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Lincoln Dreamt He Died: The Midnight Visions of Remarkable Americans from Colonial Times to Freud
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Lincoln Dreamt He Died: The Midnight Visions of Remarkable Americans from Colonial Times to Freud

2.94 of 5 stars 2.94  ·  rating details  ·  17 ratings  ·  9 reviews
Before Sigmund Freud made dreams the cornerstone of understanding an individual's inner life, Americans shared their dreams unabashedly with one another through letters, diaries, and casual conversation. In this innovative book, highly regarded historian Andrew Burstein goes back for the first time to discover what we can learn about the lives and emotions of Americans, fr ...more
Paperback, 336 pages
Published June 3rd 2014 by St. Martin's Griffin (first published May 21st 2013)
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Sigmund Freud believed that dreams were forms of wish fulfillment, attempts made by the unconscious or dreaming mind to resolve some type of conflict, conflict either recent or something long ago buried in the dusty cobwebbed recesses of the dreamers mind. These dreams according to Freud often contain information or images that seem warped, distorted, frightening, or just plain odd. It is then left to the dreamer or analyst to interpret their meaning and make sense of or provide understanding as ...more
Margaret Sankey
Ever since reading Ekirch's book about pre-modern night, I've been interested in second sleep patterns, part of which is much more lucid dreaming and memory of dreams. Burstein takes this idea and tracks down the remembered dreams of 19th century Americans, who, whether ascribing these incidents to God or their own minds, used dreams to make sense of death, long courtships and geographic separations. From reading the endnotes of this book, in which published sources vastly outnumber archival col ...more
An informative historical study about who some famous people and some not and how they felt about their dreams in America's past. Some of the major historical personages include Dr. Benjamin Rush, Abraham Lincoln, Ralph Waldo Emerson and Louisa May Alcott. I think a major theme here is that people paid much more attention to and credence to the importance of dreams in times past than we do now. Dreams gave them tips about how to live their lives and portended the future. A great deal of researc ...more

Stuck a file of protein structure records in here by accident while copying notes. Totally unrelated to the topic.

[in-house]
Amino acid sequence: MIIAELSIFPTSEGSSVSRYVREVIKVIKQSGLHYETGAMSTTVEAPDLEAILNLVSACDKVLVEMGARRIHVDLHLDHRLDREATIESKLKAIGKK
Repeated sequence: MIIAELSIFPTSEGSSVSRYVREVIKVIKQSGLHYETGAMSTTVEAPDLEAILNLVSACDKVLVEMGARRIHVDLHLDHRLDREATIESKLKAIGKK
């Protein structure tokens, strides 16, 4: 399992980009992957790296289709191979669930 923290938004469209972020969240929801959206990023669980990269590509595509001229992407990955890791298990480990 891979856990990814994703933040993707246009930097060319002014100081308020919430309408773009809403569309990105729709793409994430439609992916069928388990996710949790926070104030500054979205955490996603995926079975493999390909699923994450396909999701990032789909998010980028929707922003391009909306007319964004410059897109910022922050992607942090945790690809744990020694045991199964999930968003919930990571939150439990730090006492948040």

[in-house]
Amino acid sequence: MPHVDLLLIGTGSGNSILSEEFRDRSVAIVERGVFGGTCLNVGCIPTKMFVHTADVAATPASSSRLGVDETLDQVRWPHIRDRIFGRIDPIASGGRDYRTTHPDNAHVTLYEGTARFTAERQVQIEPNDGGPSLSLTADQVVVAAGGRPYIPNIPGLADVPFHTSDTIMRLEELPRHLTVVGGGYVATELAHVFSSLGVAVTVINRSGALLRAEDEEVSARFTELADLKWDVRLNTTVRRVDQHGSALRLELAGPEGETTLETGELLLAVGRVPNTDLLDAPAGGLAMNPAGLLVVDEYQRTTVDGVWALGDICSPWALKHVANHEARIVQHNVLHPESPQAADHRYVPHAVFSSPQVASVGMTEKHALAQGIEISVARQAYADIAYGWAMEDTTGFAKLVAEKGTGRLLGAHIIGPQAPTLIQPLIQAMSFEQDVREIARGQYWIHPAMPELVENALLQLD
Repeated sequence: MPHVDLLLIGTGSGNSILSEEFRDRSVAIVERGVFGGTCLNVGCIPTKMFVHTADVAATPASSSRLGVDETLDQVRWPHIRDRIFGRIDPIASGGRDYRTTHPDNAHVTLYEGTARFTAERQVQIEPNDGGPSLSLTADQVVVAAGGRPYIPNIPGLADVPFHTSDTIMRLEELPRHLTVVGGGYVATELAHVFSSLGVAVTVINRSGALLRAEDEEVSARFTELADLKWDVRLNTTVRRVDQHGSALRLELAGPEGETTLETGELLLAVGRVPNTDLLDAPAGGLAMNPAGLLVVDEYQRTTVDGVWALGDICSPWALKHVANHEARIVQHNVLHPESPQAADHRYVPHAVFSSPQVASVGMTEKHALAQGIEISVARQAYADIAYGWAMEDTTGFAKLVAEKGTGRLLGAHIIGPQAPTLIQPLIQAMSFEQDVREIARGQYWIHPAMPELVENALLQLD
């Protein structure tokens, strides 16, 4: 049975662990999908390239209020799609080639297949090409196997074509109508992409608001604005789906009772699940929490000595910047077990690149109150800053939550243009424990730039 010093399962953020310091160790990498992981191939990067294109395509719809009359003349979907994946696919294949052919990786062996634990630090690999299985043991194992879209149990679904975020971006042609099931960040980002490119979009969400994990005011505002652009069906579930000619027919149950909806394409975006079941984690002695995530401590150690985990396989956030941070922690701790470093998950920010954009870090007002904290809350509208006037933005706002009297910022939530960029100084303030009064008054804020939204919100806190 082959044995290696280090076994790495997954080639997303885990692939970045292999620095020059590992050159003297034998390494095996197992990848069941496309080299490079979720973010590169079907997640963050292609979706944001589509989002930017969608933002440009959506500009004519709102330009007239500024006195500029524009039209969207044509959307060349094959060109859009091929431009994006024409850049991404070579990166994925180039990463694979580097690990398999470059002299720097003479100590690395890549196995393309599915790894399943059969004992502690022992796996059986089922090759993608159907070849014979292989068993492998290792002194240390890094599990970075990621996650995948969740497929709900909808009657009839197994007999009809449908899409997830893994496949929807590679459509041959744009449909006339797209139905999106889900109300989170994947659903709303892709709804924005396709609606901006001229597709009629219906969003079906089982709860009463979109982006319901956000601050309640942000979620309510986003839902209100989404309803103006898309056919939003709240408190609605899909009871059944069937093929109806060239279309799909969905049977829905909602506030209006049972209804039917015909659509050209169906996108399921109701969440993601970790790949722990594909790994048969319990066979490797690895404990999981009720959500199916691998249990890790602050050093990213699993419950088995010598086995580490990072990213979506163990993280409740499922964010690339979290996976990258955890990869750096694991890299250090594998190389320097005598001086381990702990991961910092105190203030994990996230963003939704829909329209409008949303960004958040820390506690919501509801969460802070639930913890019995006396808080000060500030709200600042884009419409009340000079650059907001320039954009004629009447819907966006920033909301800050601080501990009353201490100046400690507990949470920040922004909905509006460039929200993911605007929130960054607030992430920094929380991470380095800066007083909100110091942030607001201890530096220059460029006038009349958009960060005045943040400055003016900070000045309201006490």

I got the book as a free first reads copy and was pretty happy overall.
The book would be best for history fans looking for some light reading.
L.D.H.D. was a series of vignettes tied together by tepid psychological musings on the people, time and place of each story. Good book. Perfect to pick up and breeze through a few pages or plow through many.
There are some quotes and observations that did make me ponder the mind for a little bit.
Sort of interesting. A view of history from 1700's through 1800's as seen through how dreams were viewed. An historical study from an unusual vantage point.
Benjamin Rush, MD (Signer from MA) and John Adams wrote many letters back and forth, telling each other their dreams! They had a one-upmanship going!
Had it's interesting points.
This was a free book giveaway.

The book was okay. Some parts were interesting, while others were skimmed.

I can't recommend it unless you are really into dreams.
Yosef Shapiro
The idea is a good one. But, I did not like all of the analysis of the dreams. To me, it reads too uch like a text book.
Review for Library Journal
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Andrew Burstein is the Charles P. Manship Professor of History at Louisiana State University, and the author of The Passions of Andrew Jackson, Jefferson’s Secrets, and Madison and Jefferson, among others. Burstein’s writing has appeared in The New York Times, The Washington Post, The Nation, and, and he advised Ken Burns’s production "Thomas Jefferson." He has been featured on C-SPAN's ...more
More about Andrew Burstein...
Madison and Jefferson Jefferson's Secrets: Death and Desire at Monticello The Passions of Andrew Jackson The Inner Jefferson: Portrait of a Grieving Optimist The Original Knickerbocker: The Life of Washington Irving

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